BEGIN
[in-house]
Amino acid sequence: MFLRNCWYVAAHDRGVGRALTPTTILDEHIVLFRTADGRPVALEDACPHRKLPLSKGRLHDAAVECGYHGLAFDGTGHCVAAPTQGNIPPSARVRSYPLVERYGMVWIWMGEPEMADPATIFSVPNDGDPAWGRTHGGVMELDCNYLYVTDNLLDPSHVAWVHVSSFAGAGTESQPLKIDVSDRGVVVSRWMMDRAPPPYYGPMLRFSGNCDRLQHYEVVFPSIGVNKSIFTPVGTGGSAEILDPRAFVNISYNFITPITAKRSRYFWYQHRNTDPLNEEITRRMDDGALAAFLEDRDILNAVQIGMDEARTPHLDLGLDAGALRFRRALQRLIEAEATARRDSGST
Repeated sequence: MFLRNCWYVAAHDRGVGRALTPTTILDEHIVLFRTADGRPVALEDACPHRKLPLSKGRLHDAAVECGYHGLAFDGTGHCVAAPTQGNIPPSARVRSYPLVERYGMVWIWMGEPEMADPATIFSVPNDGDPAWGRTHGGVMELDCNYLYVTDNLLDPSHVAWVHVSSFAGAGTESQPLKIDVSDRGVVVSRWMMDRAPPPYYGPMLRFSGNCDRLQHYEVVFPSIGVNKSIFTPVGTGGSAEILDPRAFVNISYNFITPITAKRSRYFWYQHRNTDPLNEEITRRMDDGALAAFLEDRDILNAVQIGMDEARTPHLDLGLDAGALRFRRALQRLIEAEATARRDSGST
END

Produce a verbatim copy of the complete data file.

[in-house]
Amino acid sequence: MFLRNCWYVAAHDRGVGRALTPTTILDEHIVLFRTADGRPVALEDACPHRKLPLSKGRLHDAAVECGYHGLAFDGTGHCVAAPTQGNIPPSARVRSYPLVERYGMVWIWMGEPEMADPATIFSVPNDGDPAWGRTHGGVMELDCNYLYVTDNLLDPSHVAWVHVSSFAGAGTESQPLKIDVSDRGVVVSRWMMDRAPPPYYGPMLRFSGNCDRLQHYEVVFPSIGVNKSIFTPVGTGGSAEILDPRAFVNISYNFITPITAKRSRYFWYQHRNTDPLNEEITRRMDDGALAAFLEDRDILNAVQIGMDEARTPHLDLGLDAGALRFRRALQRLIEAEATARRDSGST
Repeated sequence: MFLRNCWYVAAHDRGVGRALTPTTILDEHIVLFRTADGRPVALEDACPHRKLPLSKGRLHDAAVECGYHGLAFDGTGHCVAAPTQGNIPPSARVRSYPLVERYGMVWIWMGEPEMADPATIFSVPNDGDPAWGRTHGGVMELDCNYLYVTDNLLDPSHVAWVHVSSFAGAGTESQPLKIDVSDRGVVVSRWMMDRAPPPYYGPMLRFSGNCDRLQHYEVVFPSIGVNKSIFTPVGTGGSAEILDPRAFVNISYNFITPITAKRSRYFWYQHRNTDPLNEEITRRMDDGALAAFLEDRDILNAVQIGMDEARTPHLDLGLDAGALRFRRALQRLIEAEATARRDSGST